Seth Pinsky is the executive vice president and investment manager of RXR Realty’s Metropolitan Emerging Market Strategy. He leads the firm’s efforts to invest in emerging opportunities in New York City and the surrounding Tri-State region, focusing on asset classes and geographic regions that have historically been characterized by underinvestment. Before working at RXR, Pinsky served as president of the New York City Economic Development Corporation in 2008. In this role, he was lead negotiator on behalf of the city for a wide range of projects, including Citifield and the acquisition of Hunters Point South. Pinsky talked with Real Estate Editor Liam La Guerre about RXR’s interest in Queens.
La Guerre: What does RXR Realty think about the borough of Queens?
Pinsky: RXR is a huge believer in Queens. We made a very substantial investment in the Standard Motor Products Building in Long Island City earlier this year and are looking for additional opportunities, not just in Long Island City but throughout the borough.
La Guerre: Why is that?
Pinsky: The reason why we are so bullish on Queens is because we are seeing two simultaneous phenomena, which kind of intersect perfectly in a place like Queens. The two phenomena are as New York becomes more and more competitive internationally, traditional core markets like Midtown Manhattan are becoming more expensive, which is pushing people out into what previously had been peripheral areas. At the same time, changes in people’s lifestyles and the way people want to work are pulling people into diverse, transit accessible, walkable communities with medium to high density.
La Guerre: Which Queens neighborhoods do RXR feel have potential?
Pinsky: We are clearly interested in Long Island City. There is a huge opportunity especially for commercial space as creative businesses are looking for lower cost alternatives to some of the prime Manhattan markets, and also are looking to move closer to some of the reservoirs of talent, like Greenpoint, Williamsburg, Long Island City itself, and Astoria. In addition, we are looking at places like the Rockaways, communities like Forest Hills, Flushing and Jamaica. So we are really looking across the length and breadth of the borough.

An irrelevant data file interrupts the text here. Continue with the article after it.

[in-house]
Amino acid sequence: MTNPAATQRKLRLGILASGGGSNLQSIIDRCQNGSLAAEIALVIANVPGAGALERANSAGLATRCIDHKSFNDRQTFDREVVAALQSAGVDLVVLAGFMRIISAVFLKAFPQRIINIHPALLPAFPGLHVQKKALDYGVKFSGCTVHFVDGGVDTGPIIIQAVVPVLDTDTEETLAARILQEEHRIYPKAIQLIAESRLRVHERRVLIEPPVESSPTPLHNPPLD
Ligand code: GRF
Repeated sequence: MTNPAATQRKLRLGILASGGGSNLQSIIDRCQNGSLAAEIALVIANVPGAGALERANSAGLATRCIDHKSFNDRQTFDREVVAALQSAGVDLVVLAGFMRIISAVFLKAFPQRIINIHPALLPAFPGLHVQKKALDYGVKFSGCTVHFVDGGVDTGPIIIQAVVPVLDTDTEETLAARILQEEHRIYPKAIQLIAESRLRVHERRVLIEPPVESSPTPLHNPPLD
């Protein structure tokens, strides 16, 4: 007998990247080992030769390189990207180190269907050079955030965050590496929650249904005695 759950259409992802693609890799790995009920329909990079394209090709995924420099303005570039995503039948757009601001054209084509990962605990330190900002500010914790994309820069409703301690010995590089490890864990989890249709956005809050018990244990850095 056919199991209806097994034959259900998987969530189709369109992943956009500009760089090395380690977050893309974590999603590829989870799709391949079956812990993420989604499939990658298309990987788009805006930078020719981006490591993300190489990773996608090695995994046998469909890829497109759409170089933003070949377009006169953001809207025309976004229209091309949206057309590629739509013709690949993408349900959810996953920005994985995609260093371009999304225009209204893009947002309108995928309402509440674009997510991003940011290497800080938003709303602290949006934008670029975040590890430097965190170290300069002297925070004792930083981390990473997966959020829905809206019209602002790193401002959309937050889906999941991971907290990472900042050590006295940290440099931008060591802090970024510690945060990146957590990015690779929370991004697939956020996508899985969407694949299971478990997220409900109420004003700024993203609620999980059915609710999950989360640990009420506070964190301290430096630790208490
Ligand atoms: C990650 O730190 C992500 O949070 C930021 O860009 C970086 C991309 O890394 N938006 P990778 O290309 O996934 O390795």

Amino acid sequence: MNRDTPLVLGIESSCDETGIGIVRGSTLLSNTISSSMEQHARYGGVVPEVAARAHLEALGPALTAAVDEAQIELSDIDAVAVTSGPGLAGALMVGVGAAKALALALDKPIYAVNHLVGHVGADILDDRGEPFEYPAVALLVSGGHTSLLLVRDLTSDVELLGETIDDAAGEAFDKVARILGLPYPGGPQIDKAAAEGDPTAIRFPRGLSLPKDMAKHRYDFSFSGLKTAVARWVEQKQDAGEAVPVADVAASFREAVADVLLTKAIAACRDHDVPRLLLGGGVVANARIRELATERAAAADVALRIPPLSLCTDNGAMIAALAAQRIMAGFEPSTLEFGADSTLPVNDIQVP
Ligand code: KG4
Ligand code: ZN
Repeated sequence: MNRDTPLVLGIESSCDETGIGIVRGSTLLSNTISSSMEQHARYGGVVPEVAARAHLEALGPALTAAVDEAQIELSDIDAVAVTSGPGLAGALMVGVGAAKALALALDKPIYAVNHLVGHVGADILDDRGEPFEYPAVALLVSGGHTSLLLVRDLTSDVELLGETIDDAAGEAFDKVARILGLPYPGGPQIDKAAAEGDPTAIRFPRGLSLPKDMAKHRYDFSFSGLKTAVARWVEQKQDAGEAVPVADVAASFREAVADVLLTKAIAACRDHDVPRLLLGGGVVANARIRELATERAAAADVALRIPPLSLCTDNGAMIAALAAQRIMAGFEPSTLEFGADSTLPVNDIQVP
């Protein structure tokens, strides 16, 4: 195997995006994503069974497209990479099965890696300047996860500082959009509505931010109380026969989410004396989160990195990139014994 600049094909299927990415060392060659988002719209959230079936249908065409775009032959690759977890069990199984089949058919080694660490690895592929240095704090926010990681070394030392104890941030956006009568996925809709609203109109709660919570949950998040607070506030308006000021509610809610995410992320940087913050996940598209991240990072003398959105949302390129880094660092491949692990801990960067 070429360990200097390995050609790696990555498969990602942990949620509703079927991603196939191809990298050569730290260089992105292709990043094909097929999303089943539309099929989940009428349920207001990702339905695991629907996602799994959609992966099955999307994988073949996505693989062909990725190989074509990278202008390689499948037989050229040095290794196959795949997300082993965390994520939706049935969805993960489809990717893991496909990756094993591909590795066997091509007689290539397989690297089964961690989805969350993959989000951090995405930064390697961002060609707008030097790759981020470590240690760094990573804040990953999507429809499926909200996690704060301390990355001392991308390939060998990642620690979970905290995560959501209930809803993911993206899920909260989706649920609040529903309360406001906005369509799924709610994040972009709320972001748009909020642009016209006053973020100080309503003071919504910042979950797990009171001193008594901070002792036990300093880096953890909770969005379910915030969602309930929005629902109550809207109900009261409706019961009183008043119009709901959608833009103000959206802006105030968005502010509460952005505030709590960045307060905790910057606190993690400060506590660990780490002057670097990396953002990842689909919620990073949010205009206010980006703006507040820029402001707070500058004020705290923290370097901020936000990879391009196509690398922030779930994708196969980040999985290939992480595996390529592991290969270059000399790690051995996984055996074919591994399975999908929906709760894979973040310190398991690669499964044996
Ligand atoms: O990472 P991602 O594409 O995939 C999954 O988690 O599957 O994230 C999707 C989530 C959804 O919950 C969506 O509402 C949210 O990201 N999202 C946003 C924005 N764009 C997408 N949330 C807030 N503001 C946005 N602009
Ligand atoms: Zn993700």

La Guerre: I’m really surprised to hear the Rockaways, because I really haven’t heard much movement there, except Sandy-related build-backs. So why the Rockaways?
Pinsky: We’re raising a significant fund that is focused on what we are referring to as emerging submarkets. And these are areas that for one reason or another been out of favor with the market for some time, but which have good infrastructure, proximity to population and jobs, and good lifestyle elements. And the Rockaways kind of meet that definition perfectly.
La Guerre: There is lots of interest in conversion of old buildings for office and commercial space following the residential boom in Long Island City and Astoria. But there is a lack of new commercial developments, why is that?
Pinsky: I think there is without a doubt a need for new development of that kind of space in the city, and I think there is a market for it. The real challenge though that the development community faces is that land tends to trade at residential values. And it’s almost impossible to make a commercial development project work if you’re buying land for residential values. In addition to that, while the de Blasio administration should clearly be applauded for their efforts in developing affordable housing, the signal that’s being sent to the market is that there is a strong preference for residential development. So even in areas that aren’t zoned for residential development, land in those areas is trading around residential values because there is an assumption among some that much of the commercially zoned land in the city is going to be rezoned to allow the construction of housing. So that’s really the major obstacle to new commercial development in the city generally and Queens especially.
La Guerre: What’s your favorite Queens development at the moment?
Pinsky: In a borough as diverse and with as much potential as Queens, it’s hard to pick a favorite project. It’s just an exciting time for an amazing place.